Delta Queen heads to New Orleans for restoration

Sunday, March 22, 2015
The Delta Queen leaves the Cape Girardeau riverfront Oct. 29, 2008. (Southeast Missourian file)

CHATTANOOGA, Tenn. -- A historic paddle wheel riverboat that has been docked in Tennessee for the last seven years is headed to New Orleans for a complete restoration.

The Delta Queen will depart from Chattanooga today for the trip, which is expected to last from nine to 14 days.

Leah Ann Ingram, part owner of the newly created Delta Queen Steamboat Co., told the Chattanooga Times Free Press the riverboat will be transformed back into a luxury overnight passenger vessel.

The Delta Queen was removed from waterways in 2008 when Congress declined to give it another exemption from the Safety Life at Sea Act. It became a floating hotel in Chattanooga until it was damaged in an ice storm in 2014.

Ingram says the boat's new owners also are pushing for an exemption to the federal law and hope to offer cruises next year.

"She'll go every place she's always gone, and that includes Chattanooga," Ingram said. "But only for a 24-hour turnaround."

The 1920s-era boat can hold 176 passengers and 120 crew members. In addition to being listed on the National Register of Historic Places, it is classified as a National Historic Landmark. Ingram says it is the last boat of its type to travel the river using only a paddle wheel.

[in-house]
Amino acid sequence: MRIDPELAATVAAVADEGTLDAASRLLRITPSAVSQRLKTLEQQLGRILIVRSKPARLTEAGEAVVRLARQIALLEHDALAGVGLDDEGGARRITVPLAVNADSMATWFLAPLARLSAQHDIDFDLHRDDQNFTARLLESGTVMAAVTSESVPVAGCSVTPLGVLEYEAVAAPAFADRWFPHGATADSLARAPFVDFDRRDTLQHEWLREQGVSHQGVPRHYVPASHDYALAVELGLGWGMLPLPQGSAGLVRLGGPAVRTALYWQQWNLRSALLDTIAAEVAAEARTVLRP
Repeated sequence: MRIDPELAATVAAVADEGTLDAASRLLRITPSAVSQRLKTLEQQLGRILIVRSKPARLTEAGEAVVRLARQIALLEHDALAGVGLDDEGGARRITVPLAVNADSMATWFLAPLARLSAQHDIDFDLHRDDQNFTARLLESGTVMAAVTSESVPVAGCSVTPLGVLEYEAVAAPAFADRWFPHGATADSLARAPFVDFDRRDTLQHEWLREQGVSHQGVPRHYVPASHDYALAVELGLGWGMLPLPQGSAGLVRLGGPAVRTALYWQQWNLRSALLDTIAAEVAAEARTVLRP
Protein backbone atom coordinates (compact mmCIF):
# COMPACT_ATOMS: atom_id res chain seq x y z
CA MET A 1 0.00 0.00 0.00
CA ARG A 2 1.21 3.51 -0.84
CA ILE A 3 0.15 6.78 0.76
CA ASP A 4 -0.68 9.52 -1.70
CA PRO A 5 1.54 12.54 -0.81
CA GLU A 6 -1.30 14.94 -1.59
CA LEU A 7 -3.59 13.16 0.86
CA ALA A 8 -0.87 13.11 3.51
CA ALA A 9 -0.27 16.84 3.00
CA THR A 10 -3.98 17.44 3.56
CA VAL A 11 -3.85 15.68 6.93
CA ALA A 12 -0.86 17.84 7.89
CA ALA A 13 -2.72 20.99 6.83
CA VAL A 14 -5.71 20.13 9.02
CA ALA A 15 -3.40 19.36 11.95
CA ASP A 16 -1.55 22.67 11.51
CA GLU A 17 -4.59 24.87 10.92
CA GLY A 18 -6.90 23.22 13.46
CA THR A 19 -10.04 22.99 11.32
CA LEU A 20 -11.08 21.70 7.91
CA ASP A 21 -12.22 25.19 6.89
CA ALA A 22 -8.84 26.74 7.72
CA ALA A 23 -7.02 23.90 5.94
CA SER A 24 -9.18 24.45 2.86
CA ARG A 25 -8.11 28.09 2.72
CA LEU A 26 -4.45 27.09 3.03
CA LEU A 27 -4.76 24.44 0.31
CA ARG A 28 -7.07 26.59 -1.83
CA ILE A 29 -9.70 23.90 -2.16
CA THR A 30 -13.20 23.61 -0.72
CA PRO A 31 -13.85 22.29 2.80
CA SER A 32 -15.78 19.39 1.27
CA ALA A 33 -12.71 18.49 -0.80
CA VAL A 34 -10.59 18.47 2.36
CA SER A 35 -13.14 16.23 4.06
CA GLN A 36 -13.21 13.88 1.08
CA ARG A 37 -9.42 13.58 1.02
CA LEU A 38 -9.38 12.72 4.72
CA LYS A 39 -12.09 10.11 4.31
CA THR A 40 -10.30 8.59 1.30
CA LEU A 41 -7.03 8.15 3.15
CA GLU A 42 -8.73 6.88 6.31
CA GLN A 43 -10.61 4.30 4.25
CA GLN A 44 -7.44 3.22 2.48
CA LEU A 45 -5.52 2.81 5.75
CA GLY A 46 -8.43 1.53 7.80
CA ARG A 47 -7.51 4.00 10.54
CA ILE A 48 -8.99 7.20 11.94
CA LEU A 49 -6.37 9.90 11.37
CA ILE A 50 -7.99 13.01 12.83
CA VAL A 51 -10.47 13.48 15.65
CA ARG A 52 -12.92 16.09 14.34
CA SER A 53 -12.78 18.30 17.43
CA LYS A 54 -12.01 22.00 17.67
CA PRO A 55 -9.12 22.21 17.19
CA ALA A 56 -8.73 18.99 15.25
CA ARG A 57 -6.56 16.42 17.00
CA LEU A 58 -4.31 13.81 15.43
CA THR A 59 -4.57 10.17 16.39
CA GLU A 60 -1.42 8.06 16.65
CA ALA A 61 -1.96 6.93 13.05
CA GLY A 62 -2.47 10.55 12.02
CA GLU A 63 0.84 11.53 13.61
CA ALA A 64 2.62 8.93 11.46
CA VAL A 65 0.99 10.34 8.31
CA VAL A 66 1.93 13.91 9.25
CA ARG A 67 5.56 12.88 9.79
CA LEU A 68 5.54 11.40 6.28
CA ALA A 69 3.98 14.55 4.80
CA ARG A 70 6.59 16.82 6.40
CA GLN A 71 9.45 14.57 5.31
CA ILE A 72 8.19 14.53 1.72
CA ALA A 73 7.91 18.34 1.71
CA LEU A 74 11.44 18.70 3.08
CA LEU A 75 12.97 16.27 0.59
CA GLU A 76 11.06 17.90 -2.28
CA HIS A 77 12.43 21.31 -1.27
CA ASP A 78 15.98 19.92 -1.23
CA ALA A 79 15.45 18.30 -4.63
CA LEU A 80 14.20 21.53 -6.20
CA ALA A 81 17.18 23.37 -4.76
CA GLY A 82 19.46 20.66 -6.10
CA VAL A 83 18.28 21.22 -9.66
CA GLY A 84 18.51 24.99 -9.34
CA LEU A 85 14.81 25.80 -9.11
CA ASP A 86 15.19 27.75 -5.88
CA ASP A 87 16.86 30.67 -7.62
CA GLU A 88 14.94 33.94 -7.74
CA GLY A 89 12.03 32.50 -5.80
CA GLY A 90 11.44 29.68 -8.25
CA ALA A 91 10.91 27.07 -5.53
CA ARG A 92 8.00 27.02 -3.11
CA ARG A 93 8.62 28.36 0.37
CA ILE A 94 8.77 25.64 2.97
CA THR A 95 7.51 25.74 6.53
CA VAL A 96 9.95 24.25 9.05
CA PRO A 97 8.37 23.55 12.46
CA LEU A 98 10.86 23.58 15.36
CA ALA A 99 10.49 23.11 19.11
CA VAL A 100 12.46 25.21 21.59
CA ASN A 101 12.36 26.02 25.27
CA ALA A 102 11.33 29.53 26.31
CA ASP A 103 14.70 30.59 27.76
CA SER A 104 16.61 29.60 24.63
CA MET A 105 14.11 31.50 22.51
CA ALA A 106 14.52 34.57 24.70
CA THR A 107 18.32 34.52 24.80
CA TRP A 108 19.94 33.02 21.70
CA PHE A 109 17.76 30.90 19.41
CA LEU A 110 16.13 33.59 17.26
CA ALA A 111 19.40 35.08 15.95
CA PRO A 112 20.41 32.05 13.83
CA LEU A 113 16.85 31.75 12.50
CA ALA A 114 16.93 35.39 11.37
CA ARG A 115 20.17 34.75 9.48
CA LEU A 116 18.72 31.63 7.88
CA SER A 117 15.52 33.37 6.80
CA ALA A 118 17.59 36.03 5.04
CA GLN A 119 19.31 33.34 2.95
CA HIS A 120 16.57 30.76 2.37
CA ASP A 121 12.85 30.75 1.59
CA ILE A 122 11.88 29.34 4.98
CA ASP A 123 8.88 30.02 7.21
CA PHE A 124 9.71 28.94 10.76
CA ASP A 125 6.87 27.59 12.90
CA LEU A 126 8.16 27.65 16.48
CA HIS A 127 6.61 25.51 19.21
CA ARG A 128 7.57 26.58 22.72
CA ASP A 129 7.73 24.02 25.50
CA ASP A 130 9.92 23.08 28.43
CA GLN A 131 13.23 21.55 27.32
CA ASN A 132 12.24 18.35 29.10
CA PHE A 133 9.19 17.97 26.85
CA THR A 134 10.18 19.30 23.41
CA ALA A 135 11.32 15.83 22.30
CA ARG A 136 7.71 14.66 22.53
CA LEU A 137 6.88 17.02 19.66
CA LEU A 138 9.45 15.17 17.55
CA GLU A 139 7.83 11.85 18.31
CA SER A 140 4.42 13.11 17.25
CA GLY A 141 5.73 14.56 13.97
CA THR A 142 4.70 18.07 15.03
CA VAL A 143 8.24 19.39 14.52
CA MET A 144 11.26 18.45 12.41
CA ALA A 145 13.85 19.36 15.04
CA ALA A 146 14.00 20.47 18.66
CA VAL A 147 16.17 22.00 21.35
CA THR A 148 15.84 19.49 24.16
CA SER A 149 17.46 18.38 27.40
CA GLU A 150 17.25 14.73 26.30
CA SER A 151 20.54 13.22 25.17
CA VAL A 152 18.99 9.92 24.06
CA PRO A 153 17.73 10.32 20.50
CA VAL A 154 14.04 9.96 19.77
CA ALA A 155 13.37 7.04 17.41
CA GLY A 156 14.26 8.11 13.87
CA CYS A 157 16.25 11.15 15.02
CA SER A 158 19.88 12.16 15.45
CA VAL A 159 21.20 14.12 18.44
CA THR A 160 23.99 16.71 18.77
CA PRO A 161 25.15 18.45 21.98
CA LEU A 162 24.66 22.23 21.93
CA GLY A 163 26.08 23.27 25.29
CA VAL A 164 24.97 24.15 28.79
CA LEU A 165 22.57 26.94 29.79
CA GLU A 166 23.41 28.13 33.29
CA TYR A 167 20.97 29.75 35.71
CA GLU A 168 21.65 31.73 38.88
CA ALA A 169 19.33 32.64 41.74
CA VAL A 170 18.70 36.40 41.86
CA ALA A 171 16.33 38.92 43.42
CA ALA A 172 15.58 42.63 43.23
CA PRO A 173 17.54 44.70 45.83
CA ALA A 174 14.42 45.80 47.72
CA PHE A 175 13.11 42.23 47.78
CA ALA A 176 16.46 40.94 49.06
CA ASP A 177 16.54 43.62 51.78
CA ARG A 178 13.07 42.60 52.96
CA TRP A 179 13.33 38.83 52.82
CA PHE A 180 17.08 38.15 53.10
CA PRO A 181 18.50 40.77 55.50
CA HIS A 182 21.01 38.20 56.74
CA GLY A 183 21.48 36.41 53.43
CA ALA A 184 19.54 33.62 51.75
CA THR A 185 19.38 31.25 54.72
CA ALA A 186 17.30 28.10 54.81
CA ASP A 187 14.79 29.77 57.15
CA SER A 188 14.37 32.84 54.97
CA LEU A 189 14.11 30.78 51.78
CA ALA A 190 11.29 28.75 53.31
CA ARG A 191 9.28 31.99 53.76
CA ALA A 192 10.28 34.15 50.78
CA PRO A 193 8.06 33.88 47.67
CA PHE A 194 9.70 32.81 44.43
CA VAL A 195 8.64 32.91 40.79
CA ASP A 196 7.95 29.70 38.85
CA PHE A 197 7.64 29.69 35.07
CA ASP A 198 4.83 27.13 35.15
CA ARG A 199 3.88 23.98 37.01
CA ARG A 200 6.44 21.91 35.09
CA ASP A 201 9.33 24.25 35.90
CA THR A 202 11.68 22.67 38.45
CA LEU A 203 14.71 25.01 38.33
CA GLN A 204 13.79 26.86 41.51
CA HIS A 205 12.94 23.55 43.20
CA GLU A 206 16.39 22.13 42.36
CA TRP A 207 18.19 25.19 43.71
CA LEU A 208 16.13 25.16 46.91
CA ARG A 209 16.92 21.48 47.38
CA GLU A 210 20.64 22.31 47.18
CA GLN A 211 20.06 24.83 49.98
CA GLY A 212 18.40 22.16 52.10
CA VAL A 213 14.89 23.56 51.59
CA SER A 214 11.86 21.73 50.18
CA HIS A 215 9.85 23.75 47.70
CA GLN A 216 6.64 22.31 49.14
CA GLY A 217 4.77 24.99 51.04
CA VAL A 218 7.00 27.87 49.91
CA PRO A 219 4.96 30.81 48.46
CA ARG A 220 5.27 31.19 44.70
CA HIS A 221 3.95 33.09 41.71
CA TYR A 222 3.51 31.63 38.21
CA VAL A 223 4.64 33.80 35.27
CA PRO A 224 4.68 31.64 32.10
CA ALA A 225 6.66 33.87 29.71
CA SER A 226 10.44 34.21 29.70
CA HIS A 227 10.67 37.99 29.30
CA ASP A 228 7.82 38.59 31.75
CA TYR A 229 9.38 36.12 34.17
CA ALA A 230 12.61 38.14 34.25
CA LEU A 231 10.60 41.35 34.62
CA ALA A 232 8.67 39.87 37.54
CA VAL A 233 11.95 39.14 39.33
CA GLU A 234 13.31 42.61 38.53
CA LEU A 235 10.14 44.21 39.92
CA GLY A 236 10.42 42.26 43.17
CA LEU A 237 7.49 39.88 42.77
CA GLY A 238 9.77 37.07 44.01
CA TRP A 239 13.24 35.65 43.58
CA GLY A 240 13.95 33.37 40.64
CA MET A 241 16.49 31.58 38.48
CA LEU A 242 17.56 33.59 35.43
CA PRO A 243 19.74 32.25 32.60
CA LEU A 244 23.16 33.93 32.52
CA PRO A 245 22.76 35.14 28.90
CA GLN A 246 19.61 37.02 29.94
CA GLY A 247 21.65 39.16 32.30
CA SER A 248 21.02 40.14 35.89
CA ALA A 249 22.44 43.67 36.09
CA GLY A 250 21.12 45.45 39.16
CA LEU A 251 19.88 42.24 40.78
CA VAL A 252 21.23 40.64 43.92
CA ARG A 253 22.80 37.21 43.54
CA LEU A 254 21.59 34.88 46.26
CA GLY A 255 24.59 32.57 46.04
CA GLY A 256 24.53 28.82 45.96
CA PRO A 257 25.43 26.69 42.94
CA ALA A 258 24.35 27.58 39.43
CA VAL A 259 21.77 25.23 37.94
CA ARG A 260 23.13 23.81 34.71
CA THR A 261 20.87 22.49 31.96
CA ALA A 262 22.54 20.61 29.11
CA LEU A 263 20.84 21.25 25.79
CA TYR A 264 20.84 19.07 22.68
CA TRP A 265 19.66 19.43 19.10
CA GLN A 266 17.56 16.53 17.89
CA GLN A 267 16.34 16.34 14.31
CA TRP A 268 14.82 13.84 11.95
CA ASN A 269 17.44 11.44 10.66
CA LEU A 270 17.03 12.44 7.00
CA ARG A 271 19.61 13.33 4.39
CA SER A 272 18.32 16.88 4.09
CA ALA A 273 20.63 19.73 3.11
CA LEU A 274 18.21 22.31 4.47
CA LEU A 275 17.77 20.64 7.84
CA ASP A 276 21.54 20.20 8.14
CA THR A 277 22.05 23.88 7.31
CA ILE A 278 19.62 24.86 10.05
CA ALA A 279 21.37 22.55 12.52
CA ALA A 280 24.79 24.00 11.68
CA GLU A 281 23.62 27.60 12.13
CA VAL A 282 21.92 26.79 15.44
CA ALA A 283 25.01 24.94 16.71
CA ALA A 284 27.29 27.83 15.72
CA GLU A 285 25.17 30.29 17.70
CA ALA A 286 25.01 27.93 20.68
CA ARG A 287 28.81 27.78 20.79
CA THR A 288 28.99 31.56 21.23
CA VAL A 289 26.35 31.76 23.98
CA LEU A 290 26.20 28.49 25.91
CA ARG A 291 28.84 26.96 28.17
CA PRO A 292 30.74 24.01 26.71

The newspaper reports New Orleans businessman Cornel Martin, who led a group that purchased the boat last month, plans to spend about $5 million to restore the vessel. In addition, the group is pushing for an exemption from the law prohibiting boats of a certain size with a wooden superstructure from carrying 50 passengers or more on overnight trips because of the fire risk. One condition for the possible exemption is 10 percent of the boat's wood structure be replaced each year with a more fireproof material.

Ingram said owners still are trying to determine where the boat's home port will be.

"Cincinnati definitely wants their boat back," she said, though there's also interest in Baton Rouge, Louisiana; St. Louis and New Orleans. It would mean about 300 jobs, along with about $13 million in direct economic impact for the city that gets it.

If plans come together, the Delta Queen would begin offering cruises in 2016 for about $350 a night for trips including various cities in the Mississippi River and Ohio River waterways. It would compete with the Memphis, Tennessee-based American Queen, which has 222 rooms and can carry more than 400 passengers.

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Information from: Chattanooga Times Free Press, http://www.timesfreepress.com

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